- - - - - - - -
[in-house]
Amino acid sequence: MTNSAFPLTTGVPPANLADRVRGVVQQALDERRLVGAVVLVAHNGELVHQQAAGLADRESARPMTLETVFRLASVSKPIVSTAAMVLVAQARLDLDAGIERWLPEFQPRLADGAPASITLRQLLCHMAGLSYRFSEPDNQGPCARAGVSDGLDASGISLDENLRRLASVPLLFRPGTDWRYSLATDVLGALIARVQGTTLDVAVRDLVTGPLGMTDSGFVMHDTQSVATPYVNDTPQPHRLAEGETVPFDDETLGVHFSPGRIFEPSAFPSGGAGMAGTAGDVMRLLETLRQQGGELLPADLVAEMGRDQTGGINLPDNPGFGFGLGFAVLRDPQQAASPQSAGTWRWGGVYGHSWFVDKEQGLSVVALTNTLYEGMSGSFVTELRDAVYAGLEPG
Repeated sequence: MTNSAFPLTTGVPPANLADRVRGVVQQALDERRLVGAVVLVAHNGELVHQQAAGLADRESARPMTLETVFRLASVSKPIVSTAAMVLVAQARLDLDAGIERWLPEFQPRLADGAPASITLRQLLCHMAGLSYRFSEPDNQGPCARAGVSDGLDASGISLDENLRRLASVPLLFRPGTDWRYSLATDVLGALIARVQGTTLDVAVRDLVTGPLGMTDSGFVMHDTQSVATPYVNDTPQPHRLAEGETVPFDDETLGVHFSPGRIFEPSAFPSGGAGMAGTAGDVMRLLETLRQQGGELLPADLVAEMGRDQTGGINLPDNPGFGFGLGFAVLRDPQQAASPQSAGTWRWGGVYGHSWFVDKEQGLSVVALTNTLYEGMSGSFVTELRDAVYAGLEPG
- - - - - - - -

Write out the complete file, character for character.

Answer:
[in-house]
Amino acid sequence: MTNSAFPLTTGVPPANLADRVRGVVQQALDERRLVGAVVLVAHNGELVHQQAAGLADRESARPMTLETVFRLASVSKPIVSTAAMVLVAQARLDLDAGIERWLPEFQPRLADGAPASITLRQLLCHMAGLSYRFSEPDNQGPCARAGVSDGLDASGISLDENLRRLASVPLLFRPGTDWRYSLATDVLGALIARVQGTTLDVAVRDLVTGPLGMTDSGFVMHDTQSVATPYVNDTPQPHRLAEGETVPFDDETLGVHFSPGRIFEPSAFPSGGAGMAGTAGDVMRLLETLRQQGGELLPADLVAEMGRDQTGGINLPDNPGFGFGLGFAVLRDPQQAASPQSAGTWRWGGVYGHSWFVDKEQGLSVVALTNTLYEGMSGSFVTELRDAVYAGLEPG
Repeated sequence: MTNSAFPLTTGVPPANLADRVRGVVQQALDERRLVGAVVLVAHNGELVHQQAAGLADRESARPMTLETVFRLASVSKPIVSTAAMVLVAQARLDLDAGIERWLPEFQPRLADGAPASITLRQLLCHMAGLSYRFSEPDNQGPCARAGVSDGLDASGISLDENLRRLASVPLLFRPGTDWRYSLATDVLGALIARVQGTTLDVAVRDLVTGPLGMTDSGFVMHDTQSVATPYVNDTPQPHRLAEGETVPFDDETLGVHFSPGRIFEPSAFPSGGAGMAGTAGDVMRLLETLRQQGGELLPADLVAEMGRDQTGGINLPDNPGFGFGLGFAVLRDPQQAASPQSAGTWRWGGVYGHSWFVDKEQGLSVVALTNTLYEGMSGSFVTELRDAVYAGLEPG